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How to deal with that disgruntled kitty on your back

Few things are worse than a spastic cat.

For whatever reason, a cat can become disgruntled and then she has to let everyone know. She’ll scratch furniture and mess up the house. Some even get antisocial and lash out at anything that moves.

I have seen a cat behaviorist on television who works with grumpy kitties to make them happy again. He often says he has to work with the owners as well as the felines to restore equilibrium to the household.

I like to think of tight muscles as disgruntled kitties. Once they are all wound up, it is difficult to get them to relax. Once they are relaxed, the smallest thing can set them off and wind them up again. Then you’re back to where you started: tight muscles and angry cats.

What works well with cats also works well with muscles. No, not catnip. The muscles need to relax first before you can start manipulating them with exercise. Too often, we do a quick stretch or two, and then jump right into an intense workout.

One cause for tight muscles could be years of incorrect muscle patterning because of occupation or lifestyle.

One of the easiest things to do to get the muscles to relax is stretching. I often see stretching done at the athlete’s pace and not at the muscle’s pace. That should be reversed. Understanding how muscles work and to which stimulus they respond will improve your overall fitness.

A stretch is the elongating of a particular muscle. Many people think that if they “feel” a stretch, they are doing a good job. Logic dictates that if they “feel” a stretch more intensely, they are getting a better stretch.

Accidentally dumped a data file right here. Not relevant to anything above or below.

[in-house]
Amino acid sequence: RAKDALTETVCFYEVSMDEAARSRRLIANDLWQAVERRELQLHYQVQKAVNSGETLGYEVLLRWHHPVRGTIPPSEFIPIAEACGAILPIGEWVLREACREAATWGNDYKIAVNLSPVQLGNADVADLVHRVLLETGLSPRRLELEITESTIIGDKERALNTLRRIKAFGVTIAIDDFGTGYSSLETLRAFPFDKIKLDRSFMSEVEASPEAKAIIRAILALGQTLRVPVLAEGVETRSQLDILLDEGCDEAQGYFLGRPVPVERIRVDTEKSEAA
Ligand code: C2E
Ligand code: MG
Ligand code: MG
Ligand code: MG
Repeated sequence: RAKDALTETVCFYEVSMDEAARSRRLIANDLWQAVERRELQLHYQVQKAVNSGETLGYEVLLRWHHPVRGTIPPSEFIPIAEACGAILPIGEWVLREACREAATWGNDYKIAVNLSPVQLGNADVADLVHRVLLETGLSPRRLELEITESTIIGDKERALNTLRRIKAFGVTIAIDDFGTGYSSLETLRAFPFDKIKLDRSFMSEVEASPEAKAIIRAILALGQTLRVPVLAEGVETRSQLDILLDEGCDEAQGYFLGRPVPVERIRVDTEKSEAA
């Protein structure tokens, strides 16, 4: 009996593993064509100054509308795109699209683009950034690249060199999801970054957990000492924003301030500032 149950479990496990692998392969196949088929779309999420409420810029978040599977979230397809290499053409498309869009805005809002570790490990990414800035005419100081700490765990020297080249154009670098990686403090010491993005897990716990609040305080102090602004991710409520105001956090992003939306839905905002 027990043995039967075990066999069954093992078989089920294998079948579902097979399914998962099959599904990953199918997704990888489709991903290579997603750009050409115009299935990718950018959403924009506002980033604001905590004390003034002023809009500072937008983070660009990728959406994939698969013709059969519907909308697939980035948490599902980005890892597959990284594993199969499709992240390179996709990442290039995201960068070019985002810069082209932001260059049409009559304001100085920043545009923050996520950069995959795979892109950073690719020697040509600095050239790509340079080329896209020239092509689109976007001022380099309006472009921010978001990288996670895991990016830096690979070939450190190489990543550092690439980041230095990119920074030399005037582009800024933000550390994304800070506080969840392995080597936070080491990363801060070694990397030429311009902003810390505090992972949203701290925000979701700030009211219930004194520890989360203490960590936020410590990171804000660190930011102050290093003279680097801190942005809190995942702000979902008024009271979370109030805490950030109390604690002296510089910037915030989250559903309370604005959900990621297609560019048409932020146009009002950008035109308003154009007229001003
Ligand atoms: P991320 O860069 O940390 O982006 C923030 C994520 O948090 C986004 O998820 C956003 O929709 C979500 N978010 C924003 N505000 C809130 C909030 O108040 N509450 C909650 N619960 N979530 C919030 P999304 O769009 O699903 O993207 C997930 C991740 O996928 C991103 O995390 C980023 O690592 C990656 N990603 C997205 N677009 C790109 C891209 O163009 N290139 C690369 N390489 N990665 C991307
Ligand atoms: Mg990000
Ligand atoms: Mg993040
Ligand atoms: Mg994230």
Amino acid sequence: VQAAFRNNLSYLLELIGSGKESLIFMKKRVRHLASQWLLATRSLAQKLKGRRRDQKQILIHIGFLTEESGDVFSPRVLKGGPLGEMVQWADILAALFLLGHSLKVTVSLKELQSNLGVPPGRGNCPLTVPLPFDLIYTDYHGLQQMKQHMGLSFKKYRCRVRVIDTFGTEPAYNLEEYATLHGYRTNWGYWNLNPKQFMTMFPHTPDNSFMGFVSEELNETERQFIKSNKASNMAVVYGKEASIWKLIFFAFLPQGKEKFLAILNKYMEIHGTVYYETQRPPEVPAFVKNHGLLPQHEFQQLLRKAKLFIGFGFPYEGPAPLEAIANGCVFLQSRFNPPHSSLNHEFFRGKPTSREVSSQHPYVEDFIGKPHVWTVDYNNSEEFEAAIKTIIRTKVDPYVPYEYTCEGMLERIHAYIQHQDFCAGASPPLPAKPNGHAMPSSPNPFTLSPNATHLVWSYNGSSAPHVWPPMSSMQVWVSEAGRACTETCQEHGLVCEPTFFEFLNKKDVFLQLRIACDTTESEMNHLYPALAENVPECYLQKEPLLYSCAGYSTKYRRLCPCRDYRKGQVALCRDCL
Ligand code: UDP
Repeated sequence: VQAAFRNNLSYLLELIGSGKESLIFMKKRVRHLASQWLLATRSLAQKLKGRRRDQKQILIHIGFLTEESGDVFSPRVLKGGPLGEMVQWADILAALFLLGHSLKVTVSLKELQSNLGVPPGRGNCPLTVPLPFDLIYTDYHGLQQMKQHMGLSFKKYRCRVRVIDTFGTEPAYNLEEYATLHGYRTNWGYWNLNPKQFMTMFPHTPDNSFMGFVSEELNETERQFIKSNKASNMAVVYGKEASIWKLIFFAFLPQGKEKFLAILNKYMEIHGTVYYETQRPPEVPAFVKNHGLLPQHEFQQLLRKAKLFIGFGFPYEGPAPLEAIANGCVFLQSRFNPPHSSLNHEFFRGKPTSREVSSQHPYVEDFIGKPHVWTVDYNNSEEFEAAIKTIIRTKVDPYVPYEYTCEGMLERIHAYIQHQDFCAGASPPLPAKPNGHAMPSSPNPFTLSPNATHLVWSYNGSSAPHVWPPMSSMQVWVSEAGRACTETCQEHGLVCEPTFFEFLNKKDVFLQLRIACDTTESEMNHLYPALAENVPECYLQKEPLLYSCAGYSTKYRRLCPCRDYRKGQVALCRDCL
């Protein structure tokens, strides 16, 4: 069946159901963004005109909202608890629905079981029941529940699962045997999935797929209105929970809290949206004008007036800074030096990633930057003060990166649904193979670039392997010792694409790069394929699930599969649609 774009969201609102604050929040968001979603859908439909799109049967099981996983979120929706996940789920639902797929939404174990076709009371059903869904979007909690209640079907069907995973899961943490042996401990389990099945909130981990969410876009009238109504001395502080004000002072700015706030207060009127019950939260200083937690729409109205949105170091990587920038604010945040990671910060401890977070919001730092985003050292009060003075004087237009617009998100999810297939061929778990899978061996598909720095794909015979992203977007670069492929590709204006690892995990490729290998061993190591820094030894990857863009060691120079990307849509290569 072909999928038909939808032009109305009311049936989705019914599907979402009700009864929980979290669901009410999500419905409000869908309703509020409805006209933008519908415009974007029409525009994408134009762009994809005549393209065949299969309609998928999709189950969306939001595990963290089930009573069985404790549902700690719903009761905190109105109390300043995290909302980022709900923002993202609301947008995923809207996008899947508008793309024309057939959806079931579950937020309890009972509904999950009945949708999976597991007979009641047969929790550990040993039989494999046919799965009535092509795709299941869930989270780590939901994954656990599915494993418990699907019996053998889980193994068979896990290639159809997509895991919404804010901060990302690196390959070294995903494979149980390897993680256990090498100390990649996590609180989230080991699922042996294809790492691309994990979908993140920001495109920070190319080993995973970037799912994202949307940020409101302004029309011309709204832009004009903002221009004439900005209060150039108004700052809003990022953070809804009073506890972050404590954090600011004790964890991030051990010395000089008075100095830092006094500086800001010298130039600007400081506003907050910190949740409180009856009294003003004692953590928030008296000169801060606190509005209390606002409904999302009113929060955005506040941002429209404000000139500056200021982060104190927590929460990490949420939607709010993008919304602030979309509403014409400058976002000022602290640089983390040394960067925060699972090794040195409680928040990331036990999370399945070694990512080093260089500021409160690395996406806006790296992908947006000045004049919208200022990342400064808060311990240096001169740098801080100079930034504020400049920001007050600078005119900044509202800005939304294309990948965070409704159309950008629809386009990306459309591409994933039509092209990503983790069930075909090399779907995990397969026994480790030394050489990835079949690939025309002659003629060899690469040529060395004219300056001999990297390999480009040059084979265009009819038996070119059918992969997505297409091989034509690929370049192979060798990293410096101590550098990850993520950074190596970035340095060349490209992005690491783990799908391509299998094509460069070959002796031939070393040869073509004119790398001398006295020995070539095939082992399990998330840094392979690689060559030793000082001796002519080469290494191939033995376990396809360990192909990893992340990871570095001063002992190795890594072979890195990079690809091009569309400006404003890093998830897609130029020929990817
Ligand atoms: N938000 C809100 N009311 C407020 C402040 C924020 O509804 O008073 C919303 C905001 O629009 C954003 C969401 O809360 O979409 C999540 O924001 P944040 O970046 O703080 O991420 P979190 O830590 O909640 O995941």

Wrong. Truth is that muscles don’t like to be stretched to the point of pain. If you feel pain, you have stretched too far. At that point, the muscle wants to withdraw more. A key is to not stretch to the point that you feel pain.

One goal of stretching is to gain range of motion. Saying a muscle is tight is another way of saying that it is short, shorter than it should be. Stretching them makes them longer. If muscles are as long as they need to be, then they won’t hurt. This allows the joints to have the range of motion needed for specific movements.

One test for muscle length is movement. Can you get into the starting position of a deadlift without the back rounding? Is the squat as low as you want it? Can it be lower? Can you raise your arm over your head without letting the spine move or your elbow bend? Test before your stretch and after you stretch to see if the stretches you are doing are working.

Some keys to stretching are to be gentle and remember to breathe. When stretching, move gently through the range of motion until you start to feel a little tension in the muscle. It shouldn’t hurt.

Breathing with the stretch sounds like a cliche, but it makes a difference. Your breathing is wired to your nervous system and heart rate. If you take short and shallow breaths, your nervous system revs up to prepare for intense movement. If you take deep and calm breaths, it helps relax your nervous system and the muscles connected to it.

Instead of counting seconds during a stretch, increase the range of motion when you exhale. This relaxes your nervous system and lets the muscle know that it’s OK to relax, too. Different muscles may take different amounts of time to relax. Eliminating stiffness could take time.

Stretch while watching television. Depending on the show, you have 30 to 60 minutes to relax some tight muscles. Today’s stretches are for the lats and low back. Many people are tight in these areas, and the stretches are easy to remember.

Tight lats can contribute to poor upper-body posture and shoulder pain when exercising. Explore the range of motion for this stretch. See the videos online for the specifics. The lats are large muscles, and mobilizing them can have a big return.

Low-back tension can be debilitating. Many muscles attach at the low back, and when some are tight, they can pull on others and cause lack of mobility and pain. Loosening them can affect the way you move and even help reduce pain.

Chris Huth is a Las Vegas trainer. He can be reached at 702trainer@gmail.com. If you are a Las Vegas trainer and want to share your love of fitness as a guest coach, please contact him. Consult your physician before beginning any exercise program.

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